Internal validity is whether the assumed predictor(s) caused or did not cause the outcome, or was it something else (confounder).3 Or another way of saying this is: were there any confounding variables that were not measured? I feel that this model has good internal validity evidence. Without other knowledge of potential confounders this model looks appropriate, but this type of methodology often has many unknown confounders. It is a retrospective paper and as such we cannot conclude cause and effect; we can infer it though.

External Validity:
Are the findings of this study relevant to other populations, settings, patients, etc.? Cross-validation methodology (the methods used in this study) add some element of external validity evidence.3

Is this measure valid?
No test is “valid” across all domains, it can only show validity evidence. This model has validity evidence for the population in Canada. Does it have validity evidence for our population here in Chicago: there is no external validity evidence? We can make inferences from the Table 1 as to whether our populations are similar or different. Without a new study in our population there would not be much validity evidence for use to use this model.

Below I am going to discuss different sections of the paper and explain the methodology/interpretation of these results as well as issues I have with the paper.

Methods section:

Cross Validation Method:
This type of methodology uses a subset of a larger population to derive a predictive model and the other subsample to estimate how well the model fits the data. This is a measure of external validity evidence. There is inherent bias in this approach: the dataset is the same for both (it was subdivided – remember this for application below!!!). Therefore the validation dataset will obviously fit the predictive model better than it will when that model is taken elsewhere because they are using the same data to test the model!3

The cross validation is an example of external validity because you are saying that the validation sample data is similar to other populations and what you would expect these other populations to be like. Thus you are using it as a proxy for true external data. But it does give you some estimate. Thus, cross validation is external validity evidence and NOT internal validity (internal validity is whether you think that the presumed predictor actually caused the outcome or was it another variable (confounders). Cross-validation does not test this.).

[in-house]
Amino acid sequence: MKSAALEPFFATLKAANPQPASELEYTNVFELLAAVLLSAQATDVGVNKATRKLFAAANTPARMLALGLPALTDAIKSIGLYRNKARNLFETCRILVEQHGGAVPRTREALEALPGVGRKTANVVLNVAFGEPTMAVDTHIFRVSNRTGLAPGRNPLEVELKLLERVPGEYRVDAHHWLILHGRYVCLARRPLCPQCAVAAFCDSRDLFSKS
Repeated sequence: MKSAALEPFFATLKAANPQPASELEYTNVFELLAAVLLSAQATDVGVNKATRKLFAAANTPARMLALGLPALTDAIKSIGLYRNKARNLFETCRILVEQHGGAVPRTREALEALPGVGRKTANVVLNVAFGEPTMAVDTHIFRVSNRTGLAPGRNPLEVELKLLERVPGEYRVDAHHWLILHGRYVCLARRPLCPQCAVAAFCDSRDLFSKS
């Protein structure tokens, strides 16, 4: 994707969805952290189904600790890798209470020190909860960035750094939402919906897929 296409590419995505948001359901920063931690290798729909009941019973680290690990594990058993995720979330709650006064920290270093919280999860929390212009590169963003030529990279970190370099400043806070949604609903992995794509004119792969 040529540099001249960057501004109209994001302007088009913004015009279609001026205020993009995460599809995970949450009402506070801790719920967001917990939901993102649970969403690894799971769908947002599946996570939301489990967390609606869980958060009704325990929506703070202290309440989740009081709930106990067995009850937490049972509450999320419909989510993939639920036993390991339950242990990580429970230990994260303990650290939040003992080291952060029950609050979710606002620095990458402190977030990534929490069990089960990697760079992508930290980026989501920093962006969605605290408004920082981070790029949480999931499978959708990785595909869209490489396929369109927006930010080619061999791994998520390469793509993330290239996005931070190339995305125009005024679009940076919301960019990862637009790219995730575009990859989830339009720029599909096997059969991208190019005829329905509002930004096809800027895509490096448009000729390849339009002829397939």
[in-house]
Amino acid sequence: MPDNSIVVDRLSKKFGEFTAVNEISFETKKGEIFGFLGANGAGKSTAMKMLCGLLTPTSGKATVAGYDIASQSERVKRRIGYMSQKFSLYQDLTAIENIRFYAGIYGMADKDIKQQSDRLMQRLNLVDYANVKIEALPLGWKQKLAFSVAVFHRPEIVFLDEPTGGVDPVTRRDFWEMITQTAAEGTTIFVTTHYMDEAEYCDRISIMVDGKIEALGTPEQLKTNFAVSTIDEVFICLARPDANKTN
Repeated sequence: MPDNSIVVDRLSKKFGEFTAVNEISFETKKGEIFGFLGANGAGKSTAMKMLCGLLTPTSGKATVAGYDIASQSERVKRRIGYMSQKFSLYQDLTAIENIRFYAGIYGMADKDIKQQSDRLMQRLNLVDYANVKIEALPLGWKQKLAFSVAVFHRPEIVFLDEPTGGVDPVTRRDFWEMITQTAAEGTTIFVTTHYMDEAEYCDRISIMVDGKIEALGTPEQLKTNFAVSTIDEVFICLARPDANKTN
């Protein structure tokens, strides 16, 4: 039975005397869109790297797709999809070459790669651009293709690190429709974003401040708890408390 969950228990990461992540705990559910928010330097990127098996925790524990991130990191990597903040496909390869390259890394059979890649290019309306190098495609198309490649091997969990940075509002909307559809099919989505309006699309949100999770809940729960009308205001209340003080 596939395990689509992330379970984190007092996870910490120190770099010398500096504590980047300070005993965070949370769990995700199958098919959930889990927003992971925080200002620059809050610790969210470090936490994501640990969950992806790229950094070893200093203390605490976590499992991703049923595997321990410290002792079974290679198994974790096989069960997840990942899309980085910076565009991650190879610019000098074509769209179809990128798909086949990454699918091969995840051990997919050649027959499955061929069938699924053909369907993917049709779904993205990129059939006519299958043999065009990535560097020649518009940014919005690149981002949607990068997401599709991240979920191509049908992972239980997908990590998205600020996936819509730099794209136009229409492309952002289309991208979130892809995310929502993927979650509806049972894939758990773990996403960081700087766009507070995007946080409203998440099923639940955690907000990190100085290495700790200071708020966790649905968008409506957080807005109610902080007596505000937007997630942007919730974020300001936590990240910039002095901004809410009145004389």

Issues in methods

The authors excluded secondary a fib diagnosis due to significantly higher mortality rate. Is this important for our population? Do our physicians prioritize their diagnosis lists to have this model work for us?

There appears to be a few differences between the derivation and validation samples without comment by the authors. There is no discussion on how they randomized these groups from the total population. This leads us to assume the authors considered and made correct interpretation; assumptions are dangerous.

There is no discussion of power calculations; would be nice to have it reported.

Notes on the Results:
Important to discuss use of c statistic (concordance). 0.5 is random concordance and 1.0 is perfect concordance. This study showed good concordance with a c statistic of 0.81 in the validation cohort.

Thoughts:

Is this practice changing? No, not yet. I think that the methods are mostly sound, but as I brought up above there are issues that I have with the methods and their reporting. The exclusion criteria are especially important to look at if trying to implement in your own setting. The study shows benefit.
But! I have reservations. This model has face validity (not supposed to use this anymore) and some internal and external validity evidence. There needs to be further research applying the model to a population external to the original to show if this model is appropriate for Prime Time. The cross validation method is useful, but it is not the only way to show external validity evidence. It shows external validity evidence only if you have a similar population as the original population. I would like this study to be replicated in other settings and institutions (maybe here in Chicago) to see if the results are similar. One last thing: a prospective analysis would allow researchers to see if there is a change in outcomes, which would give much more validity evidence to this model.

References

  1. Downing SM, Yudkowsky R. Assessment in health professions education: Routledge; 2009.
  2. Yudkowsky R. Internal Validity. In: Robinson D, ed. Phone conversation2016.
  3. Lineberry M. Internal Validity. In: Robinson D, ed. email2016.

 

dan robinson

Dr. Dan Robinson is finishing his fellowship in Simulation Medicine and Medical Education at UIC. He is also completing his Masters in Health Professions Education at UIC. Dr. Robinson is interested in the use of simulation as a novel way to teach in medical education. His interests also include curriculum development and research in medical education.

 

 

References
[1]
Atzema, C., Dorian, P., Fang, J., et al. A Clinical Decision Instrument for 30-Day Death After an Emergency Department Visit for Atrial Fibrillation: The Atrial Fibrillation in the Emergency Room (AFTER) Study. Annals of emergency medicine 66, 6 (2015), 658–668.e6.